Are you just misunderstanding me? I found this forum searching for intelligence...

No, a photon does not have mass. Yes, it does have energy that can be transformed into mass. I don't know what you're doing by switching the order of E = mc^2, though. I'm not sure if you're going this direction, but it is possible for two photons to have a high enough energy that they can create massive particles.

Phrak said:
OK, let's go with this last statement and see what we get. Over time we convert mass into an equivalent amount of energy, or the other way around in the center of mass frame. This is a conservation law that looks like this

$$\frac{d}{dt}(E + mc^2) = constant$$

Notice you don't get E=mc^2 out of it.

Are you saying that your equation is mathematically more fundamental than e=mc^2? I ask as a philosopher, not as a mathematician.

Absoluteone said:
Okay, so according to what you are telling me, light would not have mass. While light does not have at rest mass and cannot exhibit a gravitational pull, it does have relative mass meaning that it has energy that can be transformed into mass... or in other words E=mc^2. If that is true, which by all accounts it is, then theoretically mc^2=E(or mass into energy) should be plausible as well...

Are you just misunderstanding me? I found this forum searching for intelligence...

Light does have gravitational 'pull'; it is the converse effect to gravitational lensing.

Take a particle and accelerate it to a velocity v . Newton defined the momentum, p of this particle, so that p behaves in a specific way when the particle is accelerated, or when it is involved in a collision. For this specific behavior to hold, it turns out that p has to be proportional to v. The proportionality constant is called the particle's mass, m, so that p = mv.

In special relativity, it turns out that we are still able to define a particle's momentum p so that it acts in well-defined ways that are an extension of the Newtonian case. Although p and v still point in the same direction, it turns out that they are no longer proportional and the best we can do is relate them via the particle's relativistic mass, mrel. Thus
p = mrelv .

When the particle is at rest, its relativistic mass has a minimum value called the "rest mass" mrest. The rest mass is always the same for the same type of particle. For example, all protons, electrons, and neutrons have the same rest mass; it's something that can be looked up in a table... As the particle is accelerated to ever higher speeds, its relativistic mass increases without limit.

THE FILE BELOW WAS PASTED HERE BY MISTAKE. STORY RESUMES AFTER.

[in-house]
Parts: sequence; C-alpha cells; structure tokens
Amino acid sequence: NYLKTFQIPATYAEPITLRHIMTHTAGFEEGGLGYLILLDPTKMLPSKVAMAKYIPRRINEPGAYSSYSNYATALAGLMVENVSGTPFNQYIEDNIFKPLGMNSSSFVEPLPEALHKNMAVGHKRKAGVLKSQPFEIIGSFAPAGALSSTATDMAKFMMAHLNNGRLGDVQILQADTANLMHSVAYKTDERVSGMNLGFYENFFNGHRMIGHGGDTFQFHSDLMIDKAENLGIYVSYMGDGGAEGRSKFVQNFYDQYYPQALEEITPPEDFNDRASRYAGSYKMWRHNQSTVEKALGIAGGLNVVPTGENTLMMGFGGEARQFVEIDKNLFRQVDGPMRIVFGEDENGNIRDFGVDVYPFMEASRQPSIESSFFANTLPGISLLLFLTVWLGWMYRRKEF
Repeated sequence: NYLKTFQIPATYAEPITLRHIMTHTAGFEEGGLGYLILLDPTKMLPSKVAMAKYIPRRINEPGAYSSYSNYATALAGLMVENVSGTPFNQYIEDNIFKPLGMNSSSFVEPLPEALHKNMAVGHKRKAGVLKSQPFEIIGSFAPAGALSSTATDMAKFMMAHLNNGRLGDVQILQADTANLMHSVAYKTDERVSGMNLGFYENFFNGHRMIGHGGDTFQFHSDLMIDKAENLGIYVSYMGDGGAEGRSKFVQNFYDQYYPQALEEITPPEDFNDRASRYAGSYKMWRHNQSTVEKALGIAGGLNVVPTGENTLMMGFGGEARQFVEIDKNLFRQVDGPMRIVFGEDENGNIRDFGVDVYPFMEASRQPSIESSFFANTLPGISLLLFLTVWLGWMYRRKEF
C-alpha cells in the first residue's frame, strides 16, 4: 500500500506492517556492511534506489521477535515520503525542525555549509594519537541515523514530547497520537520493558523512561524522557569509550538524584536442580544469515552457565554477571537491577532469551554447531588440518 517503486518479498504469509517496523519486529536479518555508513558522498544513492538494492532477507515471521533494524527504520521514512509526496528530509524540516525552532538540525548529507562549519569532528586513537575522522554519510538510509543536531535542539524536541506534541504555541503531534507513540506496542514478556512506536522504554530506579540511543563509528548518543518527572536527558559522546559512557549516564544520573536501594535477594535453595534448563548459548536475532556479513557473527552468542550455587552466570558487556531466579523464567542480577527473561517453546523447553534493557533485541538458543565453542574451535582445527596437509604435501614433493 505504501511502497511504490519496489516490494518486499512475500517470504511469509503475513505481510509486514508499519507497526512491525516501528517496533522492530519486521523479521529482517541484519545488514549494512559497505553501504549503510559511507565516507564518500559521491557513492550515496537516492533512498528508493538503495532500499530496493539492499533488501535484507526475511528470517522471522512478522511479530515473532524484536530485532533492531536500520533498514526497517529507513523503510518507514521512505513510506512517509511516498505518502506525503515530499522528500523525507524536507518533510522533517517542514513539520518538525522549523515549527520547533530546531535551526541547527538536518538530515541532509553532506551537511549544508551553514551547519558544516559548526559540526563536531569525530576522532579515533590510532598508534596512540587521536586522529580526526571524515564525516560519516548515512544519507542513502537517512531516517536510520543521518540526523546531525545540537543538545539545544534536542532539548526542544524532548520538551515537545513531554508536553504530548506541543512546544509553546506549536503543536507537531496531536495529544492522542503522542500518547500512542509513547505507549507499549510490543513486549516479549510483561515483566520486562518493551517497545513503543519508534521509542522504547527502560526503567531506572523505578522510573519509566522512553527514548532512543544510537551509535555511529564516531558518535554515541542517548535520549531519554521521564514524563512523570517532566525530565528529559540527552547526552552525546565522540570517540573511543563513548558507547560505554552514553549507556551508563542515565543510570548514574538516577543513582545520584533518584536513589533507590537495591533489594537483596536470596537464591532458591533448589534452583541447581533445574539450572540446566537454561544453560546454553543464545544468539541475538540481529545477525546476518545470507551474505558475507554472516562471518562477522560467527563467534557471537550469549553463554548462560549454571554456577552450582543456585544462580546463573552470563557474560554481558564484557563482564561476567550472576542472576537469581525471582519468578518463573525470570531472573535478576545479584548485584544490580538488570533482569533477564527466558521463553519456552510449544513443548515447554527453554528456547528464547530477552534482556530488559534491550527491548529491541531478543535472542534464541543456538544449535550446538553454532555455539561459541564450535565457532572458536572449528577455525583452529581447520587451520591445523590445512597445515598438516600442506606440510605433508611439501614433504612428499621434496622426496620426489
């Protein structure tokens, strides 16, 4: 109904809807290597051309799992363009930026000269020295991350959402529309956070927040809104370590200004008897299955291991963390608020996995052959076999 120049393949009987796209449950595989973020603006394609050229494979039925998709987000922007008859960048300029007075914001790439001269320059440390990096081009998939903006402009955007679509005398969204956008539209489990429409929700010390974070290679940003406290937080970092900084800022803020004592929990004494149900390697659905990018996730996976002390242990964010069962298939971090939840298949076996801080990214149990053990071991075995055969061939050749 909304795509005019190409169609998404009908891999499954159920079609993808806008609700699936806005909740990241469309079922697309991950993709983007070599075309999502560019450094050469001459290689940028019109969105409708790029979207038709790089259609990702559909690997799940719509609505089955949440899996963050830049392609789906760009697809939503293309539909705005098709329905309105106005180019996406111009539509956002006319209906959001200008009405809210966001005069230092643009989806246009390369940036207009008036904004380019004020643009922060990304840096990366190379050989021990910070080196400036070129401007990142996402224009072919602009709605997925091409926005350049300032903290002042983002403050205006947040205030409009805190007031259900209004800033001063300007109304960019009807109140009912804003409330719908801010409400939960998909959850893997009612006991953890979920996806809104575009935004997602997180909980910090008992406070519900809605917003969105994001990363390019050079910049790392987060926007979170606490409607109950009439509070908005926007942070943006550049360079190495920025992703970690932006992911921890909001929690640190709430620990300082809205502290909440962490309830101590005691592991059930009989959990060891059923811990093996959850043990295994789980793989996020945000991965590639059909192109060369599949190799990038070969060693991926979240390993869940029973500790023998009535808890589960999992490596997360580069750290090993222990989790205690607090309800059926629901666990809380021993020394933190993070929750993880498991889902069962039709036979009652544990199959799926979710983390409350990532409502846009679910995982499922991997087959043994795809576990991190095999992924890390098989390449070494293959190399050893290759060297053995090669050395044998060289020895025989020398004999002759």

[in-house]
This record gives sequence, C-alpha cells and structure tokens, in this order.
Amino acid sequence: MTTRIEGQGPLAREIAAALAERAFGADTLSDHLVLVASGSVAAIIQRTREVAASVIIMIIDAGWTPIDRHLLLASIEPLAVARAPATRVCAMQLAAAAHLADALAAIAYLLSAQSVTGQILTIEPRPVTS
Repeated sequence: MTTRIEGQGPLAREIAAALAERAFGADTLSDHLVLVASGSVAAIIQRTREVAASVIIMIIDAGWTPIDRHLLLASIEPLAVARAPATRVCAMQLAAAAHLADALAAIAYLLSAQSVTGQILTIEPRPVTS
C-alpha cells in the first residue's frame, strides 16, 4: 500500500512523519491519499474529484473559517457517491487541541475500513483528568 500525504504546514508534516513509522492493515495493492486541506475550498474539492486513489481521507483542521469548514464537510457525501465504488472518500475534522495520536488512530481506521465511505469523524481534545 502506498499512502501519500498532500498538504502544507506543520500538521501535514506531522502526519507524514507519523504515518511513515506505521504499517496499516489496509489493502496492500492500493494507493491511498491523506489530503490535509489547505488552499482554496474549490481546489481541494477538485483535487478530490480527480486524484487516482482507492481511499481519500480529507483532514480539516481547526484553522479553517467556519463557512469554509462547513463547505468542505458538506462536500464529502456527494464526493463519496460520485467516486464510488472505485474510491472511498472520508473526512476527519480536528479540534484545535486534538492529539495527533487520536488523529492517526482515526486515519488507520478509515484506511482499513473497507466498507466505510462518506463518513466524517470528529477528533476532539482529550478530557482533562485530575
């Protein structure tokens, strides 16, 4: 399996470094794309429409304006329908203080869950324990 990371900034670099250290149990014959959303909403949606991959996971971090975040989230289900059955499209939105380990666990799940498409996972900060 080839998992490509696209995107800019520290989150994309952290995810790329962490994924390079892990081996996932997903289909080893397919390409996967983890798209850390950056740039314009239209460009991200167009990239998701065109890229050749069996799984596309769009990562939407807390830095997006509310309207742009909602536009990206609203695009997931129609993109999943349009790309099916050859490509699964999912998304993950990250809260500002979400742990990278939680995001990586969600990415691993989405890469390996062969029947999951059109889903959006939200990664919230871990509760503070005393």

It also turns out that in special relativity, we are able to define the concept of "energy" E, such that E has simple and well-defined properties just like those it has in Newtonian mechanics. When a particle has been accelerated so that it has some momentum p (the length of the vector p) and relativistic mass mrel, then its energy E turns out to be given by
E = mrelc2 , and also E2 = p2c2 + m2restc4

There are two interesting cases of this last equation:

1 if the particle is at rest, then p = 0, and E = mrestc2.
2 if we set the rest mass equal to zero (regardless of whether or not that's a reasonable thing to do), then E = pc.

in classical electromagnetic theory, light turns out to have energy E and momentum p, and these happen to be related by E = pc. Quantum mechanics introduces the idea that light can be viewed as a collection of "particles": photons. Even though these photons cannot be brought to rest, and so the idea of rest mass doesn't really apply to them, we can certainly bring these "particles" of light into the fold of equation 1 by just considering them to have no rest mass. That way, equation 1 gives the correct expression for light, E = pc, and no harm has been done. Equation 1 is now able to be applied to particles of matter and "particles" of light. It can now be used as a fully general equation...